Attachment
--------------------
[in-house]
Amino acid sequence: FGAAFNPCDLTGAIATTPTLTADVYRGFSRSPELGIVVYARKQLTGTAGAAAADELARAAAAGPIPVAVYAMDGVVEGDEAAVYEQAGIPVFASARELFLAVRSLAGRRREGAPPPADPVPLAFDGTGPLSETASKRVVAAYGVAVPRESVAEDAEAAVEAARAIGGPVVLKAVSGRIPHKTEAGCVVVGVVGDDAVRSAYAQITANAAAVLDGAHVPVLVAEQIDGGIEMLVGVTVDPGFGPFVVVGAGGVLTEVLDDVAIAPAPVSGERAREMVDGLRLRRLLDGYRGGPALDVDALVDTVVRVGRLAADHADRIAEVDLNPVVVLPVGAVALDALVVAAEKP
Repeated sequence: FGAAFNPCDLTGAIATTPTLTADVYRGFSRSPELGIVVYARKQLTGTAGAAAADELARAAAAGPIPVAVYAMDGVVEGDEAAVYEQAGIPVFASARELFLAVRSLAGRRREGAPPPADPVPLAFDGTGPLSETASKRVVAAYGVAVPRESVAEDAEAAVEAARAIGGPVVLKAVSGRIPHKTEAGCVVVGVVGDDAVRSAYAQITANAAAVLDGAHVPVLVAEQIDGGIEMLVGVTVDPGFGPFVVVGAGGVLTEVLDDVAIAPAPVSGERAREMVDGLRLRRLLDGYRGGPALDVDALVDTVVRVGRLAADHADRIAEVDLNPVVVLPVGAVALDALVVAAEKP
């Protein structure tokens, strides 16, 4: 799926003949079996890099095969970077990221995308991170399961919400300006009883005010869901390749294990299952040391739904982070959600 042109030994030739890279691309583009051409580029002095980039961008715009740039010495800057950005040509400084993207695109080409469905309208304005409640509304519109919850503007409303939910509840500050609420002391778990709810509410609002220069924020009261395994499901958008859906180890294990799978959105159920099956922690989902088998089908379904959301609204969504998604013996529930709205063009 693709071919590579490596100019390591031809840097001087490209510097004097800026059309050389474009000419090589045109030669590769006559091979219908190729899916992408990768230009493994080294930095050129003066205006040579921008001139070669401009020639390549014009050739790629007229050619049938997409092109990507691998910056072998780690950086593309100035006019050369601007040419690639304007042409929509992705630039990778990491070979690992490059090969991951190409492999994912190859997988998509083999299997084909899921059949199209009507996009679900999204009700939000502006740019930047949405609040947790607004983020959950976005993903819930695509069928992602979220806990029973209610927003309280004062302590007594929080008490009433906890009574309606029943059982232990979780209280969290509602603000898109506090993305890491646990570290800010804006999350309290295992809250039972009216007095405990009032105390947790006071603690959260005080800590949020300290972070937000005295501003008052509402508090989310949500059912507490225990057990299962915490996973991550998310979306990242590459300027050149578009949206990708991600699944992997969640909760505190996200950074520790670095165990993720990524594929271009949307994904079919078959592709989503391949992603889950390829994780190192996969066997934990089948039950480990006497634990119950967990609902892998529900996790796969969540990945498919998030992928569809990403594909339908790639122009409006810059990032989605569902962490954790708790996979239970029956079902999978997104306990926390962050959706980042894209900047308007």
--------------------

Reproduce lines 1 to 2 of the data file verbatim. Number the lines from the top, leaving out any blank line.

[in-house]
Amino acid sequence: FGAAFNPCDLTGAIATTPTLTADVYRGFSRSPELGIVVYARKQLTGTAGAAAADELARAAAAGPIPVAVYAMDGVVEGDEAAVYEQAGIPVFASARELFLAVRSLAGRRREGAPPPADPVPLAFDGTGPLSETASKRVVAAYGVAVPRESVAEDAEAAVEAARAIGGPVVLKAVSGRIPHKTEAGCVVVGVVGDDAVRSAYAQITANAAAVLDGAHVPVLVAEQIDGGIEMLVGVTVDPGFGPFVVVGAGGVLTEVLDDVAIAPAPVSGERAREMVDGLRLRRLLDGYRGGPALDVDALVDTVVRVGRLAADHADRIAEVDLNPVVVLPVGAVALDALVVAAEKP